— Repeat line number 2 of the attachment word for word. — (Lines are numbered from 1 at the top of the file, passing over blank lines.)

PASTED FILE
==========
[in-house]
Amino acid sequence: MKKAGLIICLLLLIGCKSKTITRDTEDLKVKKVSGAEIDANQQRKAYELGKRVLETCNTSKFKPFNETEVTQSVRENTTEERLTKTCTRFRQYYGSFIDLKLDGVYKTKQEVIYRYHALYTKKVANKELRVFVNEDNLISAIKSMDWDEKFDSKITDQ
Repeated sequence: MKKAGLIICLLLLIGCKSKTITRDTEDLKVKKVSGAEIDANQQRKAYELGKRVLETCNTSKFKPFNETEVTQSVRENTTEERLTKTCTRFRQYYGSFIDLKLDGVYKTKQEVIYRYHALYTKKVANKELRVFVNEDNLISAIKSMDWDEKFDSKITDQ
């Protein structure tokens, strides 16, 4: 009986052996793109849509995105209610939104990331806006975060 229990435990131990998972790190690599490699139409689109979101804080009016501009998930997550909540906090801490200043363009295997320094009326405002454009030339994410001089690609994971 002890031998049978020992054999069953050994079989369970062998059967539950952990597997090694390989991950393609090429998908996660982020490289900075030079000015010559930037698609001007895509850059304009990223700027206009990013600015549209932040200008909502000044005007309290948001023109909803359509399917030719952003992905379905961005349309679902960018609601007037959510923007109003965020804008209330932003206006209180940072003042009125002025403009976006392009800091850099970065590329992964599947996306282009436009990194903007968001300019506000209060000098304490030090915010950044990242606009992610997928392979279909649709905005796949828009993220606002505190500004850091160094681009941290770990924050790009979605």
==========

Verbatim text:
Amino acid sequence: MKKAGLIICLLLLIGCKSKTITRDTEDLKVKKVSGAEIDANQQRKAYELGKRVLETCNTSKFKPFNETEVTQSVRENTTEERLTKTCTRFRQYYGSFIDLKLDGVYKTKQEVIYRYHALYTKKVANKELRVFVNEDNLISAIKSMDWDEKFDSKITDQ